• Mass Effect:
    • Lampshaded in the first game, where you can yell at the requisitions officer of the Normandy (and pretty much anyone else who sells equipment during moments of emergency) for charging you for equipment. Partly justified as well: the requisitions officer is actually obtaining items that are not N7 standard issue out of his own pocket, and je explains that each time ship docks, he sells and buys weapons so that he can get more licenses and more money to improve what he supplies you with.
      • It's also completely justified during one mission; You can berate a shopkeeper about not giving you stuff, but he ALREADY gave a bunch of stuff to the paid security forces that had been protecting him and various others before you arrived, and he has no way of knowing how helpful you'll be anyway.
    • Averted in the sequel. You can get a discount at every shop, either by Charm/Intimidate dialogue or by completing a Sidequest.
  • Metal Gear Solid 4 subverts this slightly - the last act offers a 50% off all of the weapons and in Drebin's shop. However, this isn't directly related to aiding you on your missions; it's only because business is going bad (with the disabling of ID'd guns creating a slump on the 'necessary' war economy) and they need to make sales.
  • In Metro 2033, bartering with 5.57 ammo left over from before the apocalypse is the only means of handling transactions. The ammo is in perfect condition, and packs more punch than the homemade crap you usually find. Therefore, you must choose between supporting the economy and saving your ass in a firefight. There's even an Achievement ("Scrooge") for hoarding 500 Bullets.
  • MMORPGs can take this trope Up to Eleven. Not only do you not get discounts for saving the town/country/world — not even if the shopkeeper himself gives you quests for Twenty Bear Asses — but your fellow players will often charge ridiculously exorbitant prices for rare items and equipment.
    • Averted in Dungeons and Dragons Online: Certain overworld areas have major quest chains, usually given by an important person from that area, or otherwise about something much more important than some random person's problems. When you finish the major quest chain for an area, all shops in that area will give you a small discount.
  • Monster Girl Quest Paradox: Your party can include the leaders of the human nations, and the queens of many races of monsters. Your mission is to prevent the destruction of the entire multiverse. None of this stops you from having to pay full price for goods. Even the shops run by your own party members, who should know how important the mission is, still charge you. There are a couple of exceptions when it comes to inns, though. The Sutherland Inn owner gives you a free night there after you rescue the harpies, and the inn run by your party member charges just 1 gold compared to the 10 charged by most inns.
  • In Neverwinter Nights: Hordes of the Underdark, you can ask a couple of merchants why you must pay if you are trying to save them all. One says you are "trying" — that is, he can't afford to lose money in case you fail, and if it comes to that he plans to run away. The other is a smith and needs gold for his furnace to burn properly.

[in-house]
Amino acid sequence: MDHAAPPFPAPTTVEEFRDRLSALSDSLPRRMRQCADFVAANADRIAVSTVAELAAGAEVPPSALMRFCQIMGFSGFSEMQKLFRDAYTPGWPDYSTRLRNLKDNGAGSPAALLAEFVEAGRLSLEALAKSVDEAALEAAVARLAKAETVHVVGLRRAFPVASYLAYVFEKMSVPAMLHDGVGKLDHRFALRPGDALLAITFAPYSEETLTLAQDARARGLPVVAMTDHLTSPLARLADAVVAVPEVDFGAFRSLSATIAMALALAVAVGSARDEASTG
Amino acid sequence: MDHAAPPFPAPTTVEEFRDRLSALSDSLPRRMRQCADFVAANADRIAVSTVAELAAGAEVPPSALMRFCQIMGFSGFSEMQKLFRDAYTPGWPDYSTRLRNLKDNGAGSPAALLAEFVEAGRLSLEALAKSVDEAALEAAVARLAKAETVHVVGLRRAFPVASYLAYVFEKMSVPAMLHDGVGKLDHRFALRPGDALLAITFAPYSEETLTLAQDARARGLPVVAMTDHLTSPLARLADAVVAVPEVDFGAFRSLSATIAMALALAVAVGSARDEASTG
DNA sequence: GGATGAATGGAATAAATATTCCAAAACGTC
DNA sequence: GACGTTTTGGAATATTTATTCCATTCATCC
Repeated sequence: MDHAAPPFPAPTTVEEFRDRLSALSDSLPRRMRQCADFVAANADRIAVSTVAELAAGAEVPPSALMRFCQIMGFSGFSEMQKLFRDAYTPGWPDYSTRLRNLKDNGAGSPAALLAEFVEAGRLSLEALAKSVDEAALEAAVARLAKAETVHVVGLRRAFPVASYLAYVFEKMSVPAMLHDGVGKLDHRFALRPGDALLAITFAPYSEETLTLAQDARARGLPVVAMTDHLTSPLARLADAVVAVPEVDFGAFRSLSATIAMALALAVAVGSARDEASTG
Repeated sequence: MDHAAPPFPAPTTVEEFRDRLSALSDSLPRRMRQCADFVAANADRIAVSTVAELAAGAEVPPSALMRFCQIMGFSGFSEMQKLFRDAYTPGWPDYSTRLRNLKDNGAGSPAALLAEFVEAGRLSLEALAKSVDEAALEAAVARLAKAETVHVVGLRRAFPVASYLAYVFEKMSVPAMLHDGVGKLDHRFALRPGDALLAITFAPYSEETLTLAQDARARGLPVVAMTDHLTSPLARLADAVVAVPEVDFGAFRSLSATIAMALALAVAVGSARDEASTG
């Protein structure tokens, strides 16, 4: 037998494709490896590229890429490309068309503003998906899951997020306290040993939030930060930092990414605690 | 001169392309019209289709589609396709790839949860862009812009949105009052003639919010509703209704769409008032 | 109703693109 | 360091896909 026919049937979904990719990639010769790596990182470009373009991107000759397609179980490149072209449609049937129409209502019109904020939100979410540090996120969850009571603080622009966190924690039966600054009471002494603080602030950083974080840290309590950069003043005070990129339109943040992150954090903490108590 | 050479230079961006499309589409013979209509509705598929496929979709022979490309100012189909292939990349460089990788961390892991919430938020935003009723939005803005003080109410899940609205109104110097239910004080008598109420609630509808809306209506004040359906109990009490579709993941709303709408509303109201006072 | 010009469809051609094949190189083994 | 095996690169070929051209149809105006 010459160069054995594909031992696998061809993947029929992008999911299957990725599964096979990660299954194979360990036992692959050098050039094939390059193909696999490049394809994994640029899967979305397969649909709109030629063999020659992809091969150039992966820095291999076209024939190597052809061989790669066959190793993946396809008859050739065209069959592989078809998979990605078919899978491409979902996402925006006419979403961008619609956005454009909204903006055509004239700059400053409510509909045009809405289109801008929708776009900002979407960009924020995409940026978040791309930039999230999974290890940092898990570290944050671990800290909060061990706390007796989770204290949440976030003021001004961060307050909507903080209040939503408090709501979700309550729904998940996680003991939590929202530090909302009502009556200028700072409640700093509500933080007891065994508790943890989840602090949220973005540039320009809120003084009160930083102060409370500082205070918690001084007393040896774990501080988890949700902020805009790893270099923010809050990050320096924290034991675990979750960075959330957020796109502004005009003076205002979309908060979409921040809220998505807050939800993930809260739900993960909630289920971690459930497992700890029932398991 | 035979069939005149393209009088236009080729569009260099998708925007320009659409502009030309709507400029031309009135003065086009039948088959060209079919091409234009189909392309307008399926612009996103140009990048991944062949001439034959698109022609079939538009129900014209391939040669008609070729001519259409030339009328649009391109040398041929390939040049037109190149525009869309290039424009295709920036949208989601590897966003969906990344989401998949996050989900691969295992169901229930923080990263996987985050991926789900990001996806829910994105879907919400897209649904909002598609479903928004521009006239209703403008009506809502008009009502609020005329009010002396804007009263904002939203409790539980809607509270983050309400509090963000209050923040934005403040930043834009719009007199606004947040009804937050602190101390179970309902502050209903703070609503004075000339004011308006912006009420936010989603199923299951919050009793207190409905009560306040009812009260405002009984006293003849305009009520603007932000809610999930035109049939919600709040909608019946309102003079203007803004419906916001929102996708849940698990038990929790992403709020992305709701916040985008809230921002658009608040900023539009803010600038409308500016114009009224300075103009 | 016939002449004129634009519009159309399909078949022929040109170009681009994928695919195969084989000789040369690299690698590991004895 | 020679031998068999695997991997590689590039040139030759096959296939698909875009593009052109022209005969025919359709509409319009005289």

• During the climax of Neverwinter Nights 2: Storm of Zehir, Volo helpfully comes to your party bearing supplies from the stores... that you have to pay for. He justifies it by saying that the merchants he requisitioned the items from expect to be paid for them.
  • Averted in Oblivion and Morrowind, where completing quests raises reputation, and by extension, disposition of shopkeepers. Doing personal favors will be similarly rewarded.
  • Ocular Ink parodies this, with the hero's travel fees are paid for by the government.
  • Okami. Justified where the very last "shop" in the Ark of Yamato, the place where all the demons and evil spirits have gathered for you to defeat once and for all, you are not really "buying" anything - you are leaving a cash offering for the Celestials, and being rewarded based on however much you leave.
  • The Talan of Outcast believe you're The Messiah, prophecised to save them from tyranny, but this doesn't stop a group of identical merchants (all brothers) from selling your own equipment to you and others (as "sacred objects") in an attempt to prove to their father that they can make enough money to inherit the family business.
  • Paper Mario
    • Absent in the original Paper Mario, where the Toad Houses are free of charge. It is hinted somewhere in the game that it's because they're owned by the Mushroom Kingdom and thus are a public service, as opposed to a private one like in every other RPG.
    • In Super Paper Mario, you have to pay for every single thing including Inns, items, and even fortune telling on which places you're supposed to be. How about the fact that Mario was the legendary hero to save the universe foretold 1000 years ago? You're saving the universe for crying out loud! And of course the things you buy are twice as costly as when you sell them.